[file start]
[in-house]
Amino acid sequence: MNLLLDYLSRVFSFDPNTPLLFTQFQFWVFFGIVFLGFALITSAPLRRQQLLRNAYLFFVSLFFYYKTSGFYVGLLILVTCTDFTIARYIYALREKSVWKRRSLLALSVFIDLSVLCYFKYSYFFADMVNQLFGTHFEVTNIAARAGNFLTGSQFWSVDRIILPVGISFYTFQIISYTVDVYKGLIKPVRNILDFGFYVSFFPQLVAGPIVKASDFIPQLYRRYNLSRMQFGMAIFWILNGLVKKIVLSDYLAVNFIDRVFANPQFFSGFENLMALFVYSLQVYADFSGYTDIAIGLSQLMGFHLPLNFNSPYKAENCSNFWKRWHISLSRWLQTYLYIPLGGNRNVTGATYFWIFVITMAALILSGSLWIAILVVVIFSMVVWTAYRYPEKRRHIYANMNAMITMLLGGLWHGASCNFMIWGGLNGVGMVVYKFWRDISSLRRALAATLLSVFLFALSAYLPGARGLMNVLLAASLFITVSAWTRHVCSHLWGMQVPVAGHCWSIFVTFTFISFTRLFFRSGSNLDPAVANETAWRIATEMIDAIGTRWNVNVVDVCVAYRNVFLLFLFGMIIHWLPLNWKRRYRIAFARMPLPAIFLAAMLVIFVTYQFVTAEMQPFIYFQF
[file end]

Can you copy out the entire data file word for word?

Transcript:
[in-house]
Amino acid sequence: MNLLLDYLSRVFSFDPNTPLLFTQFQFWVFFGIVFLGFALITSAPLRRQQLLRNAYLFFVSLFFYYKTSGFYVGLLILVTCTDFTIARYIYALREKSVWKRRSLLALSVFIDLSVLCYFKYSYFFADMVNQLFGTHFEVTNIAARAGNFLTGSQFWSVDRIILPVGISFYTFQIISYTVDVYKGLIKPVRNILDFGFYVSFFPQLVAGPIVKASDFIPQLYRRYNLSRMQFGMAIFWILNGLVKKIVLSDYLAVNFIDRVFANPQFFSGFENLMALFVYSLQVYADFSGYTDIAIGLSQLMGFHLPLNFNSPYKAENCSNFWKRWHISLSRWLQTYLYIPLGGNRNVTGATYFWIFVITMAALILSGSLWIAILVVVIFSMVVWTAYRYPEKRRHIYANMNAMITMLLGGLWHGASCNFMIWGGLNGVGMVVYKFWRDISSLRRALAATLLSVFLFALSAYLPGARGLMNVLLAASLFITVSAWTRHVCSHLWGMQVPVAGHCWSIFVTFTFISFTRLFFRSGSNLDPAVANETAWRIATEMIDAIGTRWNVNVVDVCVAYRNVFLLFLFGMIIHWLPLNWKRRYRIAFARMPLPAIFLAAMLVIFVTYQFVTAEMQPFIYFQF